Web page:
When the second voltage R is greater than the predetermined value R1, the electron beam 127 impinges upon the screen 124 in the unmasked area generally above the mask 130 corresponding to the area labeled Reject, Condition l in the graph of Figure 3. When the second voltage R is greater than R2 but less than R1 and the first voltage X is less than the predetermined value X2, or When the second voltage R is less than the predetermined value R2 and the first voltage X is less than the predetermined value X4, the electron beam 127 impinges greater than X3, the electron beam 127 strikes the screen 124 in the unmasked area generally to the right of the mask 13% corresponding to the similarly located areas labeled Reject, Condition 3 and Reject, Condition 2 in the graph of Figure 3. When the second voltage R is greater than R2 and less than R1 and the first voltage Xis greater than X2 and less than X1, or when the s econd voltage R is less than R2 e 1nd the first voltage X is greater than X4 and less than X3, the electron beam 127 strikes the masked area 130 of the screen 124 corresponding to the T-shaped area labeled Accept in the graph of Figure 3.

The actuating system of Figure 8 operates in the following manner: 7

As long as the conventional relay 92b remains unenergized, the contact arm 93b, controlled thereby, remains in the open-circuit positionshown in Figure 8. When the predetermined number of articles has been checked, the averaging system 23 and the range computer 24 (Figure 1) simultaneously provide to the actuating system 27 a first voltage X and a second voltage R The first voltage X is supplied across the conductors 25d and 26d and the second voltage R is supplied across the conductors 28d and 29d. The first voltage X is connected by means of the conductors 25d and 26d to the relay 92b, energizing the relay 92b and causing the contact arm 93b to make contact with the contact point 94b and thereby to connect one terminal of the reject actuator relay 9% to one terminal of the D. C. voltage source 96d by way of the conductor 98b, the contact arm 9312, the contact point 94b, and the conductor 97b. The reject actuator relay 9b is not energized, however, unless a conducting path is provided from the conductor 95b through the photoelectric cell 128 and the conductor 1001; to the other terminal of the reject actuator 99b. The photoelectric cell 128 provides a conducting path such as to enable the D. C. voltage source 96b to energize the reject actuator relay 9% only when light is radiated from the screen 124 to the photoelectric cell 128 by virtue of the impinging of the electron beam 127-upon the fluorescent screen 124 at a point in the unmasked area of the screen 124.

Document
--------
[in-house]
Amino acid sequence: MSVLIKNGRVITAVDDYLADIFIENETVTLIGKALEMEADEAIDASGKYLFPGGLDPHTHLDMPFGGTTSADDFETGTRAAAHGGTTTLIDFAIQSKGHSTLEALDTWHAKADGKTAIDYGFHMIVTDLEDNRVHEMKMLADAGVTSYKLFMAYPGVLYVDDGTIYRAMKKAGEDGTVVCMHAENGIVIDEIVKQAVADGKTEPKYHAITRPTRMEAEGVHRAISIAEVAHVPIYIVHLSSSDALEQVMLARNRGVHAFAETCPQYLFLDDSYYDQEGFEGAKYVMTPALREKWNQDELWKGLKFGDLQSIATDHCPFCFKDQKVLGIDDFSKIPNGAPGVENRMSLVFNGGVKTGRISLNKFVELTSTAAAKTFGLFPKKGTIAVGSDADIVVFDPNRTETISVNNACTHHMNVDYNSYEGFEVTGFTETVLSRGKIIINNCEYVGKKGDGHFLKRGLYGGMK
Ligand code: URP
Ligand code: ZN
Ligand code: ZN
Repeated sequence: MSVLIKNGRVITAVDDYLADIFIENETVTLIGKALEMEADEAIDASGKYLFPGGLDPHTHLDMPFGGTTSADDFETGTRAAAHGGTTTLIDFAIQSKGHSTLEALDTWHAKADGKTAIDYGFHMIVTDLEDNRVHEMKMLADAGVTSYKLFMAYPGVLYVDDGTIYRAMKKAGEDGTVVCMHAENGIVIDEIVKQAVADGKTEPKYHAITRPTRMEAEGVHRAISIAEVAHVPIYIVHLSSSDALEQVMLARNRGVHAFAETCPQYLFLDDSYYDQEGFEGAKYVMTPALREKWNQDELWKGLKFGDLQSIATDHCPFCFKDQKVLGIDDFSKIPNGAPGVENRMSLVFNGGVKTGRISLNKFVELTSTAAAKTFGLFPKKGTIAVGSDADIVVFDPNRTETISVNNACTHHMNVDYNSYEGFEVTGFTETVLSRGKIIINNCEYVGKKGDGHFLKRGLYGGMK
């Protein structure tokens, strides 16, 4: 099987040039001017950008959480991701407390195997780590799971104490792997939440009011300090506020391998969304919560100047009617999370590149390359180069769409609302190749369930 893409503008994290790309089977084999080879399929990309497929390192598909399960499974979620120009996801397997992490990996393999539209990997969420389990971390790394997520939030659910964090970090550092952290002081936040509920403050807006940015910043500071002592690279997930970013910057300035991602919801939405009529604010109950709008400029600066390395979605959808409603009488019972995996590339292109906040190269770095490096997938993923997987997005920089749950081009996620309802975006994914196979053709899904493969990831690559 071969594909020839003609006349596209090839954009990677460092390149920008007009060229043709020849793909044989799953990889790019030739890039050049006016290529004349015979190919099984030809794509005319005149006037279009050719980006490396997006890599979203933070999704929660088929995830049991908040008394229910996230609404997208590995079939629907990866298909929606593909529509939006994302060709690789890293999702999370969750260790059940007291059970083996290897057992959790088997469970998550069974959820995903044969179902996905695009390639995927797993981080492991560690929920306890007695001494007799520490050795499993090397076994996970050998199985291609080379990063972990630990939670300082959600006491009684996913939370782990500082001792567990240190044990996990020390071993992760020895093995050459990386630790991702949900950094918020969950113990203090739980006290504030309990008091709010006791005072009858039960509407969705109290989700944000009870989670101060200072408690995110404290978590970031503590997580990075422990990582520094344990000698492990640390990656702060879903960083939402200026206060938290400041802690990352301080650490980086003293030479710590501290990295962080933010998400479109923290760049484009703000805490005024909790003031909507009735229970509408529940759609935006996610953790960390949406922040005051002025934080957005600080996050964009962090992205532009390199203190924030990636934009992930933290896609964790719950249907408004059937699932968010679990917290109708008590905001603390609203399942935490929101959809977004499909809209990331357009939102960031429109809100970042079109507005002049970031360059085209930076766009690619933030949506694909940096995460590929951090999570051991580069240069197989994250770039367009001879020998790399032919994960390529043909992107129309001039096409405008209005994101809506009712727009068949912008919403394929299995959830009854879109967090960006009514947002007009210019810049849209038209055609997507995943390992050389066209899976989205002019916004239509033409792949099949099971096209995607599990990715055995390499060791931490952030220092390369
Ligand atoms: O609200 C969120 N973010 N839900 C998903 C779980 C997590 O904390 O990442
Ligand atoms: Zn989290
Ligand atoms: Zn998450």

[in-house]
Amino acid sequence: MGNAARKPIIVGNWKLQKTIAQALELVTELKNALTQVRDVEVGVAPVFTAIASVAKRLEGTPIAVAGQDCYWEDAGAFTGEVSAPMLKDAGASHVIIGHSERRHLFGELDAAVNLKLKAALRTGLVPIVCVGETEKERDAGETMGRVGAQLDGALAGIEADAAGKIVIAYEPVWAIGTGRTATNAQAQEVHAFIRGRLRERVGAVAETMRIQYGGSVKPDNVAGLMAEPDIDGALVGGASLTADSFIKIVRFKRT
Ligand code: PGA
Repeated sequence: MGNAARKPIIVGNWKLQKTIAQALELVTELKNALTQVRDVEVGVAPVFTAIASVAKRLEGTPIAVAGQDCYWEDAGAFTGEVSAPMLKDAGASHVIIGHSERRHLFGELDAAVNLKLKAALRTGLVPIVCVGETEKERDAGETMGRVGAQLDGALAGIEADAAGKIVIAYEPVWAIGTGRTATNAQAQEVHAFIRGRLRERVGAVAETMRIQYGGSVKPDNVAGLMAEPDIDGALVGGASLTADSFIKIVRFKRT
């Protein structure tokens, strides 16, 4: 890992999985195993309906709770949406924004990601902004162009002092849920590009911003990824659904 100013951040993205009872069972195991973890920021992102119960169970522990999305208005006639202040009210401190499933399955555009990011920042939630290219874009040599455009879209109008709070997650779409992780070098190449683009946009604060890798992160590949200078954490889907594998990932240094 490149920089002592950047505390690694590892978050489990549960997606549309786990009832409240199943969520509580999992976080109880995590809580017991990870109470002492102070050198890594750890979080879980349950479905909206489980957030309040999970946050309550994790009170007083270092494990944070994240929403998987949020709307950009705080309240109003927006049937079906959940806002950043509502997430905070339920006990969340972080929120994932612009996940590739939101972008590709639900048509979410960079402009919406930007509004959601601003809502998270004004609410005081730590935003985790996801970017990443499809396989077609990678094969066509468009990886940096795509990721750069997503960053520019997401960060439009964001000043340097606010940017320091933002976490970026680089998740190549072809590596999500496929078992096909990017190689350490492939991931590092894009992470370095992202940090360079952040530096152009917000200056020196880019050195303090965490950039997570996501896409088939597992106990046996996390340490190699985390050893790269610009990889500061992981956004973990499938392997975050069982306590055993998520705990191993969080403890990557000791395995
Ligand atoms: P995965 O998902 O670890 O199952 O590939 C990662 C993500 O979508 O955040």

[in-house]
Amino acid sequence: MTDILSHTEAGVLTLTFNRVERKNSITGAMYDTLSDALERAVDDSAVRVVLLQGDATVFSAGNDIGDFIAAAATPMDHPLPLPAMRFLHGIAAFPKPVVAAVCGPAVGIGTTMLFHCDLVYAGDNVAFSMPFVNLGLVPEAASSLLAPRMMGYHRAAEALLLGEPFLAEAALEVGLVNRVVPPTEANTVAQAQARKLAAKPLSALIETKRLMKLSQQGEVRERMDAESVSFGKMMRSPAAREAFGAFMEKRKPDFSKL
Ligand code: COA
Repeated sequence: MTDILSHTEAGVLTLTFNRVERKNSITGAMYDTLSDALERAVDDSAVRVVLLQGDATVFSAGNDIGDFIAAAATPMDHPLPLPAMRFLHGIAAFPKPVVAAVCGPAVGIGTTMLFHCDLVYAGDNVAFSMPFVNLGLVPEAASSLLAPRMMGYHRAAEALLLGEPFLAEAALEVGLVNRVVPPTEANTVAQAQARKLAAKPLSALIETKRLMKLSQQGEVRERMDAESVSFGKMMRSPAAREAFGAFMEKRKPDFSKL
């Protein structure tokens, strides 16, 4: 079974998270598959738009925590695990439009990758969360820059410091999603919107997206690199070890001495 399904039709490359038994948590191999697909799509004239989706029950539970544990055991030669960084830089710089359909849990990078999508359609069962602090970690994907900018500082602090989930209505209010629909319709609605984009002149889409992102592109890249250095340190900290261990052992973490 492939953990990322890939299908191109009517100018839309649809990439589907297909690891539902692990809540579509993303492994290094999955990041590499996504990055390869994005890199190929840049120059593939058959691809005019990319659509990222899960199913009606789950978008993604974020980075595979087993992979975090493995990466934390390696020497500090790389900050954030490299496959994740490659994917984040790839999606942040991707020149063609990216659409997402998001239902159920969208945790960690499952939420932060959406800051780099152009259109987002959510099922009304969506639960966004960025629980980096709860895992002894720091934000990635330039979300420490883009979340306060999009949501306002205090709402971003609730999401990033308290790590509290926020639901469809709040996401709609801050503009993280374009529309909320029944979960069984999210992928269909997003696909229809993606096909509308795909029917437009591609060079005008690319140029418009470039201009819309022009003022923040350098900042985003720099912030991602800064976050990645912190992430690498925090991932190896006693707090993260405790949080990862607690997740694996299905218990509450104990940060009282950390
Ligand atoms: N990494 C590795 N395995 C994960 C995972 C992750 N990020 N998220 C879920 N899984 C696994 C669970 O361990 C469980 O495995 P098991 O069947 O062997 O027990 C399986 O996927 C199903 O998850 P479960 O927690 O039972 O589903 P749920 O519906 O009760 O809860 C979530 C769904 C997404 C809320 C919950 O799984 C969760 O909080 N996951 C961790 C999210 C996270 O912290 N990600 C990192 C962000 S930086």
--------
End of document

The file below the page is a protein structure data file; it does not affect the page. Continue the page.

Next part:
When the second voltage R is greater than the predetermined value R1 (Condition 1), when the first voltage X is greater than the predetermined value X1, or is less than the predetermined value X2 (Condition 2), or when the second voltage R is less than the predetermined value R2 and the first voltage X is greater than the predetermined value X3 or is less than the predetermined value Y4 (Condition 3 the electron beam 127 strikes, the screen 124 at a point in the unmasked area around the opaque mask 130. Thus, under any of the foregoing conditions, light is radiated from the screen 124 to the photoelectric cell 128, enabling'the D. C. voltage source 96b to energize the reject actuator relay 9%, and causing the group or lot of articles to be rejected in accordance with the statistical quality-control plan first described above and illustrated in the graph of Figure 3.

When the second voltage R is greater than the comparison voltage R2 and less than the comparison voltage R1 and the first voltage X is greater than X2 and less than X1, or when the second voltage R is less than R2 and the first voltage Xis greater than X4, and lessthan X3, the electron beam 127 strikes the screen 124 in the area covered by the mask 13%. Since the opaque mask 130 blocks ofi" from the photoelectric cell 128 any light radiated by the fluorescent screen 124, the photoelectric cell 123 remains in its nonconducting state and the reject actuator relay 9%, therefore, remains unenergized. Thus, under either of these conditions, the group or lot of articles is accepted in accordance with the predetermined plan first described above and illustrated in the graph of Figure 3.

To summarize, the reject actuator relay 9% remains unenergized, and the group or lot of articles is accepted, under the conditions represented by the shaded area labeled Accept in the graph of Figure 3; while the reject actuator relay 9% is energized, and the group or lot of articles is rejected under the conditions represented by the unshaded areas labeled Reject, Condition 1, Reject, Condition 2, and Reject, Condition 3 in the graph of Figure 3. Thus, the actuating system of Figure 8 provides the required operations of the first statistical qualitycontrol plan described above, and the function of this system is equivalent to that of the actuating system circuit of Figure 5.